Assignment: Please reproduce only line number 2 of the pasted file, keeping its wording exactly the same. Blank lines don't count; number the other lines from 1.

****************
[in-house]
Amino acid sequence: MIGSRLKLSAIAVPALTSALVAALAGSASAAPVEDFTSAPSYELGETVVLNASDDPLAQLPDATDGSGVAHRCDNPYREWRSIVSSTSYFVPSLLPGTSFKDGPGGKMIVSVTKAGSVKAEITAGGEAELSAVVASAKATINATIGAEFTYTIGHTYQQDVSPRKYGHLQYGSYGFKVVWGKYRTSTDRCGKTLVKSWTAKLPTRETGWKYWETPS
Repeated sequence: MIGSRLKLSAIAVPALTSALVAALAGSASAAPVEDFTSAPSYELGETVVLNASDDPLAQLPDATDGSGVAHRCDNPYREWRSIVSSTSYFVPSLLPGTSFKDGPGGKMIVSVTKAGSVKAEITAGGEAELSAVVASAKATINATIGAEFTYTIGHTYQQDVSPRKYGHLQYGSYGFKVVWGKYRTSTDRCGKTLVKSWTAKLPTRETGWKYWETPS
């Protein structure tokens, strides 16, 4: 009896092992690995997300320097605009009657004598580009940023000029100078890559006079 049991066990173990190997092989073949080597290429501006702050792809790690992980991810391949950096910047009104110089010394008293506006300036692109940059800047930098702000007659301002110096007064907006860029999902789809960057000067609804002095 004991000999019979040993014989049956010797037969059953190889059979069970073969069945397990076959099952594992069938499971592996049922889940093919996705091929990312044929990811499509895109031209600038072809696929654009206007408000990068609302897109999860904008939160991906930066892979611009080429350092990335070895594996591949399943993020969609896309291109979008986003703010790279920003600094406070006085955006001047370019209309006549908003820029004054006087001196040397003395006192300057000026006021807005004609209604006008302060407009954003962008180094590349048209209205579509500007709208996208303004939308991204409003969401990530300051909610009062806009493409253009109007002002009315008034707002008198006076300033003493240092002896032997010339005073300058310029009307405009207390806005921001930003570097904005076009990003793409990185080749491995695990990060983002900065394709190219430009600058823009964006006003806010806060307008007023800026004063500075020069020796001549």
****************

Amino acid sequence: MIGSRLKLSAIAVPALTSALVAALAGSASAAPVEDFTSAPSYELGETVVLNASDDPLAQLPDATDGSGVAHRCDNPYREWRSIVSSTSYFVPSLLPGTSFKDGPGGKMIVSVTKAGSVKAEITAGGEAELSAVVASAKATINATIGAEFTYTIGHTYQQDVSPRKYGHLQYGSYGFKVVWGKYRTSTDRCGKTLVKSWTAKLPTRETGWKYWETPS